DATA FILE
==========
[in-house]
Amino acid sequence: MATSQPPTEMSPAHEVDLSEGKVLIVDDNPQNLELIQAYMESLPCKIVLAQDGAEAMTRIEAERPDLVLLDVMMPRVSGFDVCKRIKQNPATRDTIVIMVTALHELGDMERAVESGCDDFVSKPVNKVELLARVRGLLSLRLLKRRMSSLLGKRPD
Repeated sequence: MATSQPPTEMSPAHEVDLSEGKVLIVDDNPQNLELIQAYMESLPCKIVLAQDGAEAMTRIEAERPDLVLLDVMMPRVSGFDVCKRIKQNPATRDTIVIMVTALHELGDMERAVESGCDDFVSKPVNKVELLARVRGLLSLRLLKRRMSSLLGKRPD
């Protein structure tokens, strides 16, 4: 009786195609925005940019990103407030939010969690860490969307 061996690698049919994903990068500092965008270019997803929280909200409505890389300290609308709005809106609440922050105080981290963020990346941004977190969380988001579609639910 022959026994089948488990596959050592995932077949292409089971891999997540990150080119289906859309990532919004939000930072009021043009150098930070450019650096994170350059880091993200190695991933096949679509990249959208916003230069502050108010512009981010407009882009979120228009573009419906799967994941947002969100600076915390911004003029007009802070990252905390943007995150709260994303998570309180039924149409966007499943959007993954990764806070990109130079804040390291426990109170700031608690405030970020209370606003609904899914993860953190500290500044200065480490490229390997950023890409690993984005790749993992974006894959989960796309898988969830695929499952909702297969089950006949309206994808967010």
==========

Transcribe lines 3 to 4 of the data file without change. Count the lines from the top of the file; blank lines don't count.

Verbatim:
Repeated sequence: MATSQPPTEMSPAHEVDLSEGKVLIVDDNPQNLELIQAYMESLPCKIVLAQDGAEAMTRIEAERPDLVLLDVMMPRVSGFDVCKRIKQNPATRDTIVIMVTALHELGDMERAVESGCDDFVSKPVNKVELLARVRGLLSLRLLKRRMSSLLGKRPD
């Protein structure tokens, strides 16, 4: 009786195609925005940019990103407030939010969690860490969307 061996690698049919994903990068500092965008270019997803929280909200409505890389300290609308709005809106609440922050105080981290963020990346941004977190969380988001579609639910 022959026994089948488990596959050592995932077949292409089971891999997540990150080119289906859309990532919004939000930072009021043009150098930070450019650096994170350059880091993200190695991933096949679509990249959208916003230069502050108010512009981010407009882009979120228009573009419906799967994941947002969100600076915390911004003029007009802070990252905390943007995150709260994303998570309180039924149409966007499943959007993954990764806070990109130079804040390291426990109170700031608690405030970020209370606003609904899914993860953190500290500044200065480490490229390997950023890409690993984005790749993992974006894959989960796309898988969830695929499952909702297969089950006949309206994808967010």